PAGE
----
Between 90 and 95 percent of all email is spam, according to security software vendor Symantec's last study in early 2009. So why isn't 90% of the email in your inbox unsolicited commercial email touting men's health products and get-rich-quick schemes? The answer is spam filters. Here's how they work...
How Do Spam Filters Work?
Spam filters are silent sentinels that you may not even know are guarding your inbox for you. Spam filters consist of rule and sophisticated software packages that do a pretty good job of differentiating spam from legitimate email. Spam filters use a combination of techniques to evaluate each incoming email, and direct the message to a junk folder or your inbox.
The source of an email is one indicator. Thousands of Internet domains are dedicated to hosting spammers and their spam-spewing software. As these rogue domains are identified they are added to blacklists used by spam filters to block all mail from the rogue domains.
Specific email accounts on rogue or legitimate domains may be spammers, and such individual senders may be blocked by spam filters too. But this is a losing game because spammers can create new email accounts almost instantly on many free email servers. Adding a specific email address to a blacklist is typically left to the end user, as a last resort should a piece of spam slip through the filter.
Keywords are used by spam filters to block objectionable emails from scammers, online pharmacies and other objectionable sources. But keyword filtering is problematic for many legitimate newsletters and RSS feeds delivered via email.
Some spam filters even look at "guilt by association" to label an email-generating Web site as a spammer. Recently, Australia's nationwide government-operated spam filter blocked virtually every online news medium including News.com.au, the nation's largest source of online news. The reason, officials discovered to their chagrin, was that news sites were hosting ads for online matchmaking and dating services.
Spam filters are installed on the email servers of every sensible email service provider including Google's GMail, Yahoo Mail, Hotmail, AOL, and others. They trap spam before it is sent out to users' inboxes, so most users aren't even aware of how much spam is sent to them but never arrives. Besides keeping customers happy, ISPs have a vested interest in avoiding the bandwidth costs of sending spam to users' desktops, so every ISP uses spam filters.
Creating Your Own Spam Filters
You can also add your own spam filters to most desktop or web-based email accounts. Spam control functions are usually under the "Settings", "Options" or "Account Management" tabs. There are several handy things you can do with spam filters:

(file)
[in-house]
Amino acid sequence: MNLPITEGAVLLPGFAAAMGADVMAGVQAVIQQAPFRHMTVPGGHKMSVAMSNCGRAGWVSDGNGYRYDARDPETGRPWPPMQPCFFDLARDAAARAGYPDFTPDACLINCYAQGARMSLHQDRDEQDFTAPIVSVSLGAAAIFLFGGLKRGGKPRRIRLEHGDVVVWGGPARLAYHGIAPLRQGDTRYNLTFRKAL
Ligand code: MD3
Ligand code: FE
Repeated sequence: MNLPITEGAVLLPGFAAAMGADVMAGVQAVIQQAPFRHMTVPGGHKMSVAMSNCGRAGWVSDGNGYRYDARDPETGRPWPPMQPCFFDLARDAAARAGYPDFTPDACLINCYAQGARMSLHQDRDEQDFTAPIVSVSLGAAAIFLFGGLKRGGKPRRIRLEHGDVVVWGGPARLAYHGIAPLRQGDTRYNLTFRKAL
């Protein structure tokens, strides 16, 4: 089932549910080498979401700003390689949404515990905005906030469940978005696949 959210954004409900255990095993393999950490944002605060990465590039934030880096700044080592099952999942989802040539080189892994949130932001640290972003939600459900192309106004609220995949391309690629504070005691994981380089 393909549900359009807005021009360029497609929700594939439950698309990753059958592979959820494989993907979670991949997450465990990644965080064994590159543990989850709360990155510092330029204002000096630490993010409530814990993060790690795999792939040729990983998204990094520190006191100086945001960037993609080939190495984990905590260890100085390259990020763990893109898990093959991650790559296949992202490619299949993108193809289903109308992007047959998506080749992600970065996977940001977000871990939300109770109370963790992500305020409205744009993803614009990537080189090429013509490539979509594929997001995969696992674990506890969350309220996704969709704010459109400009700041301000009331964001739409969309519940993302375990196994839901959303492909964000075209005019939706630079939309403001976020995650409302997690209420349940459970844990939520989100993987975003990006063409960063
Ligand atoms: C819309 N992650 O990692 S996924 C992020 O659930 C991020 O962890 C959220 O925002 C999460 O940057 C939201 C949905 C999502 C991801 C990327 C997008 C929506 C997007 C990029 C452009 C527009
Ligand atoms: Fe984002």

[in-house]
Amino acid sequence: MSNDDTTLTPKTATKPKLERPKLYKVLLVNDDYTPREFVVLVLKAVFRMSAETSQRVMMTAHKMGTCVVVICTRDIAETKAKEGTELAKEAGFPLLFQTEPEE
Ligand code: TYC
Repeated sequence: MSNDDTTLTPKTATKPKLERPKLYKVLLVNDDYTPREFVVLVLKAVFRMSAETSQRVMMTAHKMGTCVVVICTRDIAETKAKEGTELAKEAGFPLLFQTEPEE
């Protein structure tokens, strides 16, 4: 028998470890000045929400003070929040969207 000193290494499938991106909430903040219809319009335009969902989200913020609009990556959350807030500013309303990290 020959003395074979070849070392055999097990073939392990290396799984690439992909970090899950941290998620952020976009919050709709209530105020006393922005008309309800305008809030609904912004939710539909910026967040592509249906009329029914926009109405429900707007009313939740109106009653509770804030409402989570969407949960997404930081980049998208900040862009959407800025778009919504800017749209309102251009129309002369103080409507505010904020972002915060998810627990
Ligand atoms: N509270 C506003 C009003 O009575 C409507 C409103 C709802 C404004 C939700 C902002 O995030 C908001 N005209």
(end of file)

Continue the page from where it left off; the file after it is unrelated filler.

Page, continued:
- Filter by keyword. If you're getting emails related to adult services, pharmaceuticals, or you want to block obscene or vulgar words, you can stop them cold by filtering on the Subject line or body text.
- Add a specific email address or an entire domain to your spam blacklist, meaning mail from that source will always be blocked.
- Add an address or domain to a whitelist, meaning mail from that source will NEVER be blocked. That's useful when a spam filter incorrectly tags an email or newsletter you really want to get.
Similar controls are built into many popular desktop email clients such as Outlook Express, Mozilla Thunderbird, and others. After specifying your filtering criteria, you can specify what to do with messages that match. Options include simply deleting the message, saving it in a specified folder, forwarding the message, and even specifying that a message should NOT be marked as spam.
Desktop email clients usually have a folder for "junk mail" or spam. Whatever makes it past your ISP's spam filter but looks suspicious to your desktop email client goes in there. You can inspect suspected junk emails before deleting them. If you find one that's been incorrectly filtered, you can flag it as "Not Spam" and move it to your inbox. You can also do the opposite and "Mark as Spam" to label a spam sender who makes it past all of your defenses into your inbox.
If you find the ISP-level spam filters combined with do-it-yourself filtering isn't working, or involves too much constant tweaking, you can use a variety of software addons to help protect your inbox. See my related article Antispam Software http://askbobrankin.com/antispam_software.html for more on that topic.
Do you use spam filters? Tell us about it! Post your comment or question below...
This article was posted by Bob Rankin on 13 Oct 2010
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Article information: AskBobRankin -- Spam Filters (Posted: 13 Oct 2010)
Copyright © 2005 - Bob Rankin - All Rights Reserved